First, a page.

Every year on 16 June, the African Union and its Member States observe the Day of the African Child (DAC) as a commemoration of the 16th June 1976 student uprising in Soweto, South Africa, where students who marched in protest against apartheid-inspired education, were brutally murdered.
To celebrate the children of Africa and calls for serious introspection and commitment towards addressing the numerous challenges they face in Africa.
The DAC 2020 theme reflects on ‘Access to a Child-Friendly Justice System in Africa’ as adopted by the African Union Executive Council, during its 34th Ordinary Session, held on 07 – 08 February 2019.
Child‐friendly legal aid is the provision of legal assistance to children in criminal, civil and administrative proceedings that is accessible, age appropriate, multi‐disciplinary, effective, and that is responsive to the range of legal and social needs faced by children and youth. Child‐friendly legal aid is delivered by lawyers and non‐lawyers who are trained in children’s law and child and adolescent development, and who are able to communicate effectively with children and their caretakers.
Core components of child‐friendly legal aid include issues of access, service delivery and quality control. An important part of this discussion is how best to promote high quality, developmentally‐appropriate and free legal assistance in the context of developing countries that face significant financial and logistical challenges.
Missing Child Kenya operates the only toll free help line in Kenya 0800 22 33 44 dedicated to respond to the emergency needs of missing, lost and found/ displaced children but also link them to services for their short/ long-term care and rehabilitation.
When a child goes missing, every second counts.
Our Toll Free Number 0800 22 33 44 is in place to support the functionality of case management within the child welfare and justice system by easing communication, coordination, mobilization, response and follow up of identified and reported cases of missing/lost and found children.
We continue to work together with fellow child rights practitioners and institutions both public and private to create a child friendly justice system by sharing alerts of missing/lost and found/ displaced children in the shortest time possible to the most number of people. This has worked efficiently and credibly to reduce the time these children are kept within the justice system e.g. in children’s homes/orphanages.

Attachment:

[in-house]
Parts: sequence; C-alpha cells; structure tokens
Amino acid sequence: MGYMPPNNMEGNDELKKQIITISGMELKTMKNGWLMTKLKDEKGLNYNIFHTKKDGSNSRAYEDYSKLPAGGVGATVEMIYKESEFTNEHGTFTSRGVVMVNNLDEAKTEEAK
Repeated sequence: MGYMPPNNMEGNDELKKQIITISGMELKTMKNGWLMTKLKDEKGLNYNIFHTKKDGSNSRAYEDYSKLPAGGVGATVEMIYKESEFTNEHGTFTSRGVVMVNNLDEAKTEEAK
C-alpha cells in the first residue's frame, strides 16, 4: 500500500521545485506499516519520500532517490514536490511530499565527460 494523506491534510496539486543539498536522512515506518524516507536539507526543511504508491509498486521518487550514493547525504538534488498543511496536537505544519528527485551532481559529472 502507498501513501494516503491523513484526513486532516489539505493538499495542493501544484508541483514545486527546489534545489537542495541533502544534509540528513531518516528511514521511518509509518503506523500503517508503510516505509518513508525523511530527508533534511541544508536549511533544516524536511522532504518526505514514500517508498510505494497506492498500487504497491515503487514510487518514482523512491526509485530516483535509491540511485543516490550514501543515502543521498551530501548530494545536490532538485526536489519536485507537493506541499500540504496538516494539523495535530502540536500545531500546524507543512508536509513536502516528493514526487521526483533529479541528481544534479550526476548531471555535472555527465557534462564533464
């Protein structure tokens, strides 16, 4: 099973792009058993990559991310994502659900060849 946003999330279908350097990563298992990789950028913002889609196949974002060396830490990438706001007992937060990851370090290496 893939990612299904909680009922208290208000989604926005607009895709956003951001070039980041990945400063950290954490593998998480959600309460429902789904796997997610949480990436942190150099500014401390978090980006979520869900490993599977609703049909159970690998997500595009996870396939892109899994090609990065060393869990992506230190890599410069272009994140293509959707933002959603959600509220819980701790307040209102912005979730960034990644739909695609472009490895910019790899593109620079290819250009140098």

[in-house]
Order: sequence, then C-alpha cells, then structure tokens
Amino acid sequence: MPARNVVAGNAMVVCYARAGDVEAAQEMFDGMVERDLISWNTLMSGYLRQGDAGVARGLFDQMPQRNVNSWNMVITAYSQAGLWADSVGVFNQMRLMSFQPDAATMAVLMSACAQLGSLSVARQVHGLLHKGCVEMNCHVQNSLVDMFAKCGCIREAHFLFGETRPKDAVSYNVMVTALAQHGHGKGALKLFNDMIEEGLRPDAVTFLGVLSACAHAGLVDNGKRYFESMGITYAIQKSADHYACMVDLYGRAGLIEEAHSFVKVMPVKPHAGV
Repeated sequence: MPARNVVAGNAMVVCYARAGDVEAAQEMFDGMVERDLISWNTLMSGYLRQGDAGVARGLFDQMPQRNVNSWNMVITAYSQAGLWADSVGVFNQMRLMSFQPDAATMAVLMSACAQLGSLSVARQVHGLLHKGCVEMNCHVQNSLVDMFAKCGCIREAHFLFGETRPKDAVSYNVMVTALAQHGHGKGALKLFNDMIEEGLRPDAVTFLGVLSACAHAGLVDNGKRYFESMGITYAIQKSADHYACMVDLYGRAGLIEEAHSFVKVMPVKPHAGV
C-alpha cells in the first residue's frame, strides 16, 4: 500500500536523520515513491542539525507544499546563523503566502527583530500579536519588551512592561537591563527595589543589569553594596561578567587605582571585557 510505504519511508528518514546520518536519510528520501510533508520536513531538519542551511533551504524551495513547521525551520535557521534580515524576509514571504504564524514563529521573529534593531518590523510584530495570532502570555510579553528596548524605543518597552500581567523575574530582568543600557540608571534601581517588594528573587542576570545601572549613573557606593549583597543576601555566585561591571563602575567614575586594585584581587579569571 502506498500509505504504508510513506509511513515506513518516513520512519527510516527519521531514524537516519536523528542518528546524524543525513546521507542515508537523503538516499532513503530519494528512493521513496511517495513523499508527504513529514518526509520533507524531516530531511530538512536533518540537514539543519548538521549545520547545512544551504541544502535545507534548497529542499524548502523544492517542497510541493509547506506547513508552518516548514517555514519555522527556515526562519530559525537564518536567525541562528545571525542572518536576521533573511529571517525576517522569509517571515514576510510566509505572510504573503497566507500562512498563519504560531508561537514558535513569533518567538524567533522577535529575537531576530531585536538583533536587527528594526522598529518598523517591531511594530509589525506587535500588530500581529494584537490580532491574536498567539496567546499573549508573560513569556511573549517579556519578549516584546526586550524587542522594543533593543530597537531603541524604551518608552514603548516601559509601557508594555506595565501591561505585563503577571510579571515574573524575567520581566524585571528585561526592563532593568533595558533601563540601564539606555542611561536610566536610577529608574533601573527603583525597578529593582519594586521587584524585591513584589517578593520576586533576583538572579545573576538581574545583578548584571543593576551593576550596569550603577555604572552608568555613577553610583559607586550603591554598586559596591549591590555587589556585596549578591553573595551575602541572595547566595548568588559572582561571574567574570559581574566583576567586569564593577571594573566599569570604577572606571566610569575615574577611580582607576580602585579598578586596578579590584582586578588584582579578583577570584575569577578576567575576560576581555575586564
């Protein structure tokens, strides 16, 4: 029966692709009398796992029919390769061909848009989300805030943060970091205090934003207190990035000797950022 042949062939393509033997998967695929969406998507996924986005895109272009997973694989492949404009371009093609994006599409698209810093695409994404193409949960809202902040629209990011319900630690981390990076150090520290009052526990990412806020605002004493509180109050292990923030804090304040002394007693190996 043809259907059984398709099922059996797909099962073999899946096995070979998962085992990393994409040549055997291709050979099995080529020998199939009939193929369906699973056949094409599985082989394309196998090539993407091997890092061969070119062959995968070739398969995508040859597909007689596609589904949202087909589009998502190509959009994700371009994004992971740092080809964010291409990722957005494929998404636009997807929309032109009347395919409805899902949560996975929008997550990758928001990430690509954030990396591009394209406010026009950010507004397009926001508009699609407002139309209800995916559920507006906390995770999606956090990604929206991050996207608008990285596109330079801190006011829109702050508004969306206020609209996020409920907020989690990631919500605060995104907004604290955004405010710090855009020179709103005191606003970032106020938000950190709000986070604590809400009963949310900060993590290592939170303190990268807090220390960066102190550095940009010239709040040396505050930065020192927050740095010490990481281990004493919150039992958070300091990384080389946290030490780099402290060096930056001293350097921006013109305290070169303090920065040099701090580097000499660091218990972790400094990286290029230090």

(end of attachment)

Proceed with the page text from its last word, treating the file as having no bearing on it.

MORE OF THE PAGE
There over 820 registered charitable children institutions in Kenya with over 45,000 children. It is good to note that this number could be higher than that, because there are many institutions that are not registered and hence not in the government data base. There are 29 statutory children institutions with a total of 2900 children, which according to the Department of Children’s Services is a great improvement considering less than 10 years ago one institution use to have an average of 250 children.
The best of institutions cannot substitute the care in a family of the child. Around the world, an estimated 8 million children are living in orphanages, despite the fact that 80% of these children are not orphans. The causes of institutionalization are complex and varied, but Lumos’ work is increasingly showing there is a link between it and trafficking – and that unscrupulous individuals are making money from the abuse of the very children they purport to protect.
TIP Report US Government Trafficking in Persons (TIP) Report recognized that orphanages are a destination point for trafficked children, which historically had never been acknowledged before. Lawyer Kate van Doore, of Griffith University focusses on the exploitation component of the Trafficking Protocol, arguing that – in addition to being used for financial gain – children in illegal orphanages are sexually exploited, forced to beg (akin to child labour), kept in slavery-like conditions, and exploited in many other ways.
The implications for orphanage trafficking being recognized in the TIP Report are wide ranging. It will encourage Governments to take action against this form of trafficking. It will influence how donors allocate funds. It will increase opportunities for the criminalization of perpetrators under an anti-trafficking mandate, and will allow for children who have been removed from their families and institutionalized to be accepted as survivors of trafficking.
Most significantly, it will open the door for similar recognition and action in other countries, ensuring ultimately ‘Access to a Child-Friendly Justice System in Africa’.